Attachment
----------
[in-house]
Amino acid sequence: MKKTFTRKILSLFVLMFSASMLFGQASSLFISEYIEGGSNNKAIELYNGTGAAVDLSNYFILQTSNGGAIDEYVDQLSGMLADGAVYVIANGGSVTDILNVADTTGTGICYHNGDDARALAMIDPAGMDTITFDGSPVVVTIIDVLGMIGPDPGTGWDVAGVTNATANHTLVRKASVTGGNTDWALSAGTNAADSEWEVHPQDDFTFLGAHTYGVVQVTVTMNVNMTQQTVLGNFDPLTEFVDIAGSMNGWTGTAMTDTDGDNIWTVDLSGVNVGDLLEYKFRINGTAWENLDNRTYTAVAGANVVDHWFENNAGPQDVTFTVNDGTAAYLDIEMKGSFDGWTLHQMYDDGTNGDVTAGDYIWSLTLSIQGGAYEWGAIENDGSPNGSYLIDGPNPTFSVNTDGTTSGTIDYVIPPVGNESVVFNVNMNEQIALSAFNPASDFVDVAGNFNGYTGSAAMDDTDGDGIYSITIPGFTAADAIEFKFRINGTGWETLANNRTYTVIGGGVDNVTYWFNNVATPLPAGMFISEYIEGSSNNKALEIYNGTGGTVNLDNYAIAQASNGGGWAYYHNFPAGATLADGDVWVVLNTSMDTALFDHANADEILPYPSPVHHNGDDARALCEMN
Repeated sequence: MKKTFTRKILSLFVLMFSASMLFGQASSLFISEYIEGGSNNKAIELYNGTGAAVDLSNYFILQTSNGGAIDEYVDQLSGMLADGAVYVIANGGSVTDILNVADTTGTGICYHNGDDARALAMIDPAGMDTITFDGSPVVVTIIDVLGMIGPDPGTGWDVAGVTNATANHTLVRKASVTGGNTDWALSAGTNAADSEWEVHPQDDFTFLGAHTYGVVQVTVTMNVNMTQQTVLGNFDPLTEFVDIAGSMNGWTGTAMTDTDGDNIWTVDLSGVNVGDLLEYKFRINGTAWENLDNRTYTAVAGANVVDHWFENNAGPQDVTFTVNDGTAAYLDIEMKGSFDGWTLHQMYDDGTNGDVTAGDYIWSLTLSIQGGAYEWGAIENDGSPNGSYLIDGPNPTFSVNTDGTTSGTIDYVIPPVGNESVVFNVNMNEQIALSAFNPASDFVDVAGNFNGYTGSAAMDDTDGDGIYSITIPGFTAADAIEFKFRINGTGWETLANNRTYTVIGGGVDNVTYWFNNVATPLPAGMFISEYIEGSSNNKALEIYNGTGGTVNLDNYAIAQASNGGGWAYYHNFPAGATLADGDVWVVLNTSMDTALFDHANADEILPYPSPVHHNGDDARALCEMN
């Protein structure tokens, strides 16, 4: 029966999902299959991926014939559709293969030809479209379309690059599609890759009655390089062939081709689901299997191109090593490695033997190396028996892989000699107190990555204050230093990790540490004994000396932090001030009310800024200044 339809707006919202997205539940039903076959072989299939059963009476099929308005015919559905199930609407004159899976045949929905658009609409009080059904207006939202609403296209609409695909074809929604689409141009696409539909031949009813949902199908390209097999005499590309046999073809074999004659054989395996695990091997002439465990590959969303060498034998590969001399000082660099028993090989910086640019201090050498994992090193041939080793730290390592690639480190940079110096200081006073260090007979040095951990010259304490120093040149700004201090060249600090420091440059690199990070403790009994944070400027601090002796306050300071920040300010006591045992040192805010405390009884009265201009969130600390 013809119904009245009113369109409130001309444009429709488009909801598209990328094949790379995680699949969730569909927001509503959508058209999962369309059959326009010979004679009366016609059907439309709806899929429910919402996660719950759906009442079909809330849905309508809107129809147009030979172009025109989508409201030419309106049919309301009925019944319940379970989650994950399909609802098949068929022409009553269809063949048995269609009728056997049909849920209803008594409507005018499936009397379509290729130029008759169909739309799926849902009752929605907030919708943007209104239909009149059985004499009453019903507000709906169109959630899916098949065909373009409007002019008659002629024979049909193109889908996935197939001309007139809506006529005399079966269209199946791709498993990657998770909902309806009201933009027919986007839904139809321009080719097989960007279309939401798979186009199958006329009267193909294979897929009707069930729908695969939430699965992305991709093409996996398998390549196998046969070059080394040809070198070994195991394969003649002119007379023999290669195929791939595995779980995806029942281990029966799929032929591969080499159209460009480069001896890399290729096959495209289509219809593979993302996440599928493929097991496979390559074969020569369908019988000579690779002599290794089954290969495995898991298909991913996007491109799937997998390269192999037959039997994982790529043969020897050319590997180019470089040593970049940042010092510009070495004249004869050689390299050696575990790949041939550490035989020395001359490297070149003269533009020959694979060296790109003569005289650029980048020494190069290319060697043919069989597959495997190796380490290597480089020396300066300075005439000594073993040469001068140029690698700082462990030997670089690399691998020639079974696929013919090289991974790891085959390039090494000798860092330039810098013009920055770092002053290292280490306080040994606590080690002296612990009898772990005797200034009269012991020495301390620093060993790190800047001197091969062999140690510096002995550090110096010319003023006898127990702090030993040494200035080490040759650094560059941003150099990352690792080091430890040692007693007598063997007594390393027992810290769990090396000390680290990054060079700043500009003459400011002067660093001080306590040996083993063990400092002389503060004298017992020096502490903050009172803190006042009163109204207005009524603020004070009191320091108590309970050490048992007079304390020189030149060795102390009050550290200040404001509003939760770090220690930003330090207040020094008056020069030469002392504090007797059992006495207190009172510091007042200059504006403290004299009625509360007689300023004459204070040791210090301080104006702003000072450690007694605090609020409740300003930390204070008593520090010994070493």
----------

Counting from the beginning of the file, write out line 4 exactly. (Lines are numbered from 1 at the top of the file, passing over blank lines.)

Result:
């Protein structure tokens, strides 16, 4: 029966999902299959991926014939559709293969030809479209379309690059599609890759009655390089062939081709689901299997191109090593490695033997190396028996892989000699107190990555204050230093990790540490004994000396932090001030009310800024200044 339809707006919202997205539940039903076959072989299939059963009476099929308005015919559905199930609407004159899976045949929905658009609409009080059904207006939202609403296209609409695909074809929604689409141009696409539909031949009813949902199908390209097999005499590309046999073809074999004659054989395996695990091997002439465990590959969303060498034998590969001399000082660099028993090989910086640019201090050498994992090193041939080793730290390592690639480190940079110096200081006073260090007979040095951990010259304490120093040149700004201090060249600090420091440059690199990070403790009994944070400027601090002796306050300071920040300010006591045992040192805010405390009884009265201009969130600390 013809119904009245009113369109409130001309444009429709488009909801598209990328094949790379995680699949969730569909927001509503959508058209999962369309059959326009010979004679009366016609059907439309709806899929429910919402996660719950759906009442079909809330849905309508809107129809147009030979172009025109989508409201030419309106049919309301009925019944319940379970989650994950399909609802098949068929022409009553269809063949048995269609009728056997049909849920209803008594409507005018499936009397379509290729130029008759169909739309799926849902009752929605907030919708943007209104239909009149059985004499009453019903507000709906169109959630899916098949065909373009409007002019008659002629024979049909193109889908996935197939001309007139809506006529005399079966269209199946791709498993990657998770909902309806009201933009027919986007839904139809321009080719097989960007279309939401798979186009199958006329009267193909294979897929009707069930729908695969939430699965992305991709093409996996398998390549196998046969070059080394040809070198070994195991394969003649002119007379023999290669195929791939595995779980995806029942281990029966799929032929591969080499159209460009480069001896890399290729096959495209289509219809593979993302996440599928493929097991496979390559074969020569369908019988000579690779002599290794089954290969495995898991298909991913996007491109799937997998390269192999037959039997994982790529043969020897050319590997180019470089040593970049940042010092510009070495004249004869050689390299050696575990790949041939550490035989020395001359490297070149003269533009020959694979060296790109003569005289650029980048020494190069290319060697043919069989597959495997190796380490290597480089020396300066300075005439000594073993040469001068140029690698700082462990030997670089690399691998020639079974696929013919090289991974790891085959390039090494000798860092330039810098013009920055770092002053290292280490306080040994606590080690002296612990009898772990005797200034009269012991020495301390620093060993790190800047001197091969062999140690510096002995550090110096010319003023006898127990702090030993040494200035080490040759650094560059941003150099990352690792080091430890040692007693007598063997007594390393027992810290769990090396000390680290990054060079700043500009003459400011002067660093001080306590040996083993063990400092002389503060004298017992020096502490903050009172803190006042009163109204207005009524603020004070009191320091108590309970050490048992007079304390020189030149060795102390009050550290200040404001509003939760770090220690930003330090207040020094008056020069030469002392504090007797059992006495207190009172510091007042200059504006403290004299009625509360007689300023004459204070040791210090301080104006702003000072450690007694605090609020409740300003930390204070008593520090010994070493």